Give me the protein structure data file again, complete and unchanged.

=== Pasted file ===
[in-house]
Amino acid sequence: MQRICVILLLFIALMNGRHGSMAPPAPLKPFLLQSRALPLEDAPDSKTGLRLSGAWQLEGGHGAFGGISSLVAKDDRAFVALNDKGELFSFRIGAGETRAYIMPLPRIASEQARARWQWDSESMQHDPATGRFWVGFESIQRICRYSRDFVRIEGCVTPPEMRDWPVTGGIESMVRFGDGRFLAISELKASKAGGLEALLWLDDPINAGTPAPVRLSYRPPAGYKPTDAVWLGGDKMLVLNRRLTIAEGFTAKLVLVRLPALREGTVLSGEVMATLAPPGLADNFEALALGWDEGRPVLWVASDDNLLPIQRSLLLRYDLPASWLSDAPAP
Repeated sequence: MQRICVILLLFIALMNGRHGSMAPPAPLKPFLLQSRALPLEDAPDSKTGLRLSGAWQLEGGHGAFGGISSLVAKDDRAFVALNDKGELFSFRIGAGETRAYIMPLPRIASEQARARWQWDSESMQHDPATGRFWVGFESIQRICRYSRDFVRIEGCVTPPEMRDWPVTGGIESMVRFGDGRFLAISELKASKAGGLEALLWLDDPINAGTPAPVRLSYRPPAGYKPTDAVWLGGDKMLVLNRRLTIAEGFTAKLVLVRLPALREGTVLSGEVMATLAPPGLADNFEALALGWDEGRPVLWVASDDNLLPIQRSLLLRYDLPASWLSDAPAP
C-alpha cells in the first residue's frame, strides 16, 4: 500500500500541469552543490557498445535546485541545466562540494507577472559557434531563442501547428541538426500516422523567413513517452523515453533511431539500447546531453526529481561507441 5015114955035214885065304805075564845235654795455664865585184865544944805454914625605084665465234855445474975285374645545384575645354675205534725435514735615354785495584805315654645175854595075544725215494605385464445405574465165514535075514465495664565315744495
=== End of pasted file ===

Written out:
[in-house]
Amino acid sequence: MQRICVILLLFIALMNGRHGSMAPPAPLKPFLLQSRALPLEDAPDSKTGLRLSGAWQLEGGHGAFGGISSLVAKDDRAFVALNDKGELFSFRIGAGETRAYIMPLPRIASEQARARWQWDSESMQHDPATGRFWVGFESIQRICRYSRDFVRIEGCVTPPEMRDWPVTGGIESMVRFGDGRFLAISELKASKAGGLEALLWLDDPINAGTPAPVRLSYRPPAGYKPTDAVWLGGDKMLVLNRRLTIAEGFTAKLVLVRLPALREGTVLSGEVMATLAPPGLADNFEALALGWDEGRPVLWVASDDNLLPIQRSLLLRYDLPASWLSDAPAP
Repeated sequence: MQRICVILLLFIALMNGRHGSMAPPAPLKPFLLQSRALPLEDAPDSKTGLRLSGAWQLEGGHGAFGGISSLVAKDDRAFVALNDKGELFSFRIGAGETRAYIMPLPRIASEQARARWQWDSESMQHDPATGRFWVGFESIQRICRYSRDFVRIEGCVTPPEMRDWPVTGGIESMVRFGDGRFLAISELKASKAGGLEALLWLDDPINAGTPAPVRLSYRPPAGYKPTDAVWLGGDKMLVLNRRLTIAEGFTAKLVLVRLPALREGTVLSGEVMATLAPPGLADNFEALALGWDEGRPVLWVASDDNLLPIQRSLLLRYDLPASWLSDAPAP
C-alpha cells in the first residue's frame, strides 16, 4: 500500500500541469552543490557498445535546485541545466562540494507577472559557434531563442501547428541538426500516422523567413513517452523515453533511431539500447546531453526529481561507441 5015114955035214885065304805075564845235654795455664865585184865544944805454914625605084665465234855445474975285374645545384575645354675205534725435514735615354785495584805315654645175854595075544725215494605385464445405574465165514535075514465495664565315744495